This list of songs is inspired by lists published by radio station KEXP-FM from Seattle in 2010, as well as the latest poll taken in 2021 by Rolling Stone Magazine. For the most part I will faithfully countdown from their lists, starting at Song #500 and going until I reach Song #1. When you see the song title listed as something like: Song #XXX (KEXP)….it means that I am working off of the official KEXP list. Song XXX (RS) means the song is coming from the Rolling Stone list. If I post the song title as being: Song #xxx (KTOM), it means I have gone rogue and am inserting a song choice from my own personal list of tunes I really like. In any case, you are going to get to hear a great song and learn the story behind it. Finally, just so everyone is aware, I am not a music critic nor a musician. I am a music fan and an armchair storyteller. Here is the story behind today’s song. Enjoy.
RS: The Top 500 Songs in Modern Music History.
Song #166: She’s Gone by Hall & Oates.
Darryl Hall and John Oates have been friends and musical partners for close to half a century now. Any reference to their career by any music critic or fan inevitably uses the term “Blue-eyed Soul” to describe their singing style. Both men could sing soulful songs really well. They had a unique way of singing together which, instead of two-part harmony, saw Darryl Hall sing just slightly higher than John Oates which gave the effect of having parallel notes in differing scales, travelling along together as one. Such a technique gave the duo a broader sound. But, regardless of the technique that they used, the fact remained that these two gentlemen could really sing. There was no need for autotune or any form of synthesized, digitized assistance required for their voices to soar.
Over the course of a career that has seen them sell over twenty million albums worldwide, their list of hits is legendary and includes such classics as, “Rich Girl”, “Sara Smile”, “Kiss on my List”, “Maneater”, “You Make My Dreams Come True”….which the Toronto Maple Leafs play whenever they score a goal at home, “Private Eyes”, “I Can’t Go For That”, “One on One”, “Out of Touch”, “Method of Modern Love” and their first (of six) #! songs, “She’s Gone”. I saw Hall & Oates play at Maple Leaf Gardens way back in the early 1980s. They put on a tremendous show and are consummate performers.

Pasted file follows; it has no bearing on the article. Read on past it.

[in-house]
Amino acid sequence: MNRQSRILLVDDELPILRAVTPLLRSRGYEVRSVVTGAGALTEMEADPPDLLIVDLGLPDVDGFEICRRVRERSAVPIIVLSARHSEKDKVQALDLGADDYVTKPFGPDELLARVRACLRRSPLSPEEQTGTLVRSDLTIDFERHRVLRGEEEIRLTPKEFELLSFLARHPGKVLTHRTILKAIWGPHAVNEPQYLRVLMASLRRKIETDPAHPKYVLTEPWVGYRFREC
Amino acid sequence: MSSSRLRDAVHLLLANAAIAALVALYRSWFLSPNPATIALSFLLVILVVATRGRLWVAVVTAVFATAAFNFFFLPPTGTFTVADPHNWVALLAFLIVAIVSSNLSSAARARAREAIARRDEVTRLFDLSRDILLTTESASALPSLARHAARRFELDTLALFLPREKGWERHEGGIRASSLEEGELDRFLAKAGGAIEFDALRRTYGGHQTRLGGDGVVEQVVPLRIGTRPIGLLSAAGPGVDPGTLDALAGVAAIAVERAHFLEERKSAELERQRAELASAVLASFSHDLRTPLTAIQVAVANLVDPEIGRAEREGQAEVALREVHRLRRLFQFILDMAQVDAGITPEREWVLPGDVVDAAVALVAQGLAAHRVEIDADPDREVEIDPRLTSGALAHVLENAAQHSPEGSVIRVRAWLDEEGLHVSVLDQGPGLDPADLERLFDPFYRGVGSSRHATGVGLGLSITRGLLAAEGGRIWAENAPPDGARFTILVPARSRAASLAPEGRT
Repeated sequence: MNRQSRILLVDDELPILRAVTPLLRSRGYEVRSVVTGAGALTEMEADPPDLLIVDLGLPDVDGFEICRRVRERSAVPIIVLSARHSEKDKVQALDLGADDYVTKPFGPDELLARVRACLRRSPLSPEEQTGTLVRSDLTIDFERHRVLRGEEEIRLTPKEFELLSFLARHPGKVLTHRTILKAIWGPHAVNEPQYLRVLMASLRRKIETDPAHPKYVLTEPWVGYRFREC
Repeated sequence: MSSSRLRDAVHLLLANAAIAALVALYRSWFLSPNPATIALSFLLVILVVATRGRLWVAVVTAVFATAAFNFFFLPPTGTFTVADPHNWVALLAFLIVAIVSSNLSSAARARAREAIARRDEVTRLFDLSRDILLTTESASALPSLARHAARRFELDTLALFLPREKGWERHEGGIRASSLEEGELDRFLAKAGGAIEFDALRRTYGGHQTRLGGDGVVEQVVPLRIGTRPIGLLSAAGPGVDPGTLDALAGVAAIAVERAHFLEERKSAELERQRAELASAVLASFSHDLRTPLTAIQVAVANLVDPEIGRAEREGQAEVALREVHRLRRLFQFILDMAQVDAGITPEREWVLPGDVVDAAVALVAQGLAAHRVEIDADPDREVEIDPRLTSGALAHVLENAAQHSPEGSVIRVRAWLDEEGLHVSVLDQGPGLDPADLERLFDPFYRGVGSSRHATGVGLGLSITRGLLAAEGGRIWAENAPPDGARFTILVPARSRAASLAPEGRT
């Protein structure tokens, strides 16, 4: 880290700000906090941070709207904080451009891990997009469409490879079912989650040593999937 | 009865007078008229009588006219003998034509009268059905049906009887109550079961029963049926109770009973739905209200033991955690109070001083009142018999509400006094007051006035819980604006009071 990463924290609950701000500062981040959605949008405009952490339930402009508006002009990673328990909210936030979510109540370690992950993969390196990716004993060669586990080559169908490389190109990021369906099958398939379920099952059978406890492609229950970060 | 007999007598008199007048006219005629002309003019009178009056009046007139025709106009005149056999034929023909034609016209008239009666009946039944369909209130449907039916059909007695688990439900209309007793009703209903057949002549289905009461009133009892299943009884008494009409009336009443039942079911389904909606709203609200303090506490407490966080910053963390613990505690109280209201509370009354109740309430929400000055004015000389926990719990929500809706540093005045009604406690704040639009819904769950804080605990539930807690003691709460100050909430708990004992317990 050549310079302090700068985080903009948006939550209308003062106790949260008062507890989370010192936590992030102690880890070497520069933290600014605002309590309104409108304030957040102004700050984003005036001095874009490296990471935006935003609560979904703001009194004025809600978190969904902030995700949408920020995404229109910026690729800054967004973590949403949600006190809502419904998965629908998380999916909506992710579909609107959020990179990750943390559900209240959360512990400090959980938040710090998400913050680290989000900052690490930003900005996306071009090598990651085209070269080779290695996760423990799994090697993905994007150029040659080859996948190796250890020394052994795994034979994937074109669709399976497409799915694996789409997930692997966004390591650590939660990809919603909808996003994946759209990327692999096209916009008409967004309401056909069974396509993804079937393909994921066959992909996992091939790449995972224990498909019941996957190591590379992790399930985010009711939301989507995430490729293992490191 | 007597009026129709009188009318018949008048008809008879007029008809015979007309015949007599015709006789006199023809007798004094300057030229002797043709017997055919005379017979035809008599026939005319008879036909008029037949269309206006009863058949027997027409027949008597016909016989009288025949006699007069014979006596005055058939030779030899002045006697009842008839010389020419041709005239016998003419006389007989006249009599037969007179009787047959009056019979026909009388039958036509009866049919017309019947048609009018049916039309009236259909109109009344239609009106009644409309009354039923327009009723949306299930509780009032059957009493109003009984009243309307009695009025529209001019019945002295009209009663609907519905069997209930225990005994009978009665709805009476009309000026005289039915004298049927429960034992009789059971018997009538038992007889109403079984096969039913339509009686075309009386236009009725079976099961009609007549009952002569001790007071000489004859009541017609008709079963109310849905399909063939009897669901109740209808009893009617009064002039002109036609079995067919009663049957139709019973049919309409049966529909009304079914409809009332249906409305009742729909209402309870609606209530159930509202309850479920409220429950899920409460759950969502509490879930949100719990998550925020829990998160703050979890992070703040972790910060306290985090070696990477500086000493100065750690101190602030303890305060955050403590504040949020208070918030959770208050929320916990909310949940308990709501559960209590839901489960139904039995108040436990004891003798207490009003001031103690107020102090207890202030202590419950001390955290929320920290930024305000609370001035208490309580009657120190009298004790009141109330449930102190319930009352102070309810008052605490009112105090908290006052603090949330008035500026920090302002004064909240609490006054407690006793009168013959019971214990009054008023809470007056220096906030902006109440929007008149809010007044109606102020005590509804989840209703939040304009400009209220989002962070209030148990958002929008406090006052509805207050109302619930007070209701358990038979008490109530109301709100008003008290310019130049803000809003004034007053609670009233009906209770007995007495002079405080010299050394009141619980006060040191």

The song, “She’s Gone” comes from a wonderful album called, “Abandoned Luncheonette”. It is based upon a true story of the impending end of Darryl Hall’s first marriage, as well as, John Oates being rejected by a woman he desired on New Year’s Eve. As with most writers, the pair mined their own misery for inspiration; with John Oates coming up with the line, “Everybody’s high on consolation” as a starting point, along with the chorus, right off of the bat. Both men filled in the rest of the lyrics quickly and developed the musical structure shortly thereafter. As mentioned above, “She’s Gone” was the first song of theirs to hit #1 and helped solidify their standing in the music world as up-and-coming stars.
In the video that I will share with you, the two men sing live. As you watch and listen to the song, you will think it is not unlike hundreds and thousands of other songs sung live. You would be correct in making that assumption. However, in the whole history of making music videos, Hall & Oates have earned a special place of honour or infamy, if you will, for another version of a video they recorded for this song. The story is that they were invited to perform on a local music show in Philadelphia (near where they are from). The show was modelled after “American Bandstand”. However, because the duo were relatively new, the producers of the show insisted that they lip sync the song so that they could ensure the quality of the performance would match the quality of the published record album. Hall & Oates, being terrific singers, were highly offended at their talent and integrity being questioned. So, they agreed to lip sync their song but, the video that ensued has gone down as being one of the campiest and thoroughly sabotaged videos of all-time. The producers of the show swore that they would ruin the careers of the two singers but, as time has shown, Hall & Oates are the ones who have ended up being respected and honoured while that small town show has faded into an oblivion it so richly deserved.
So, with out further delay, here are two videos for “She’s Gone”; one legit and one where the band has gone rogue. Enjoy them both.
The link to the “good” video for the song, “She’s Gone” by Hall and Oates, can be found here.
The link to the “infamous” video for the song, “She’s Gone” by hall and Oates, can be found here.
The link to the official website for Hall and Oates, can be found here.
The link to the official website for Rolling Stone Magazine, can be found here.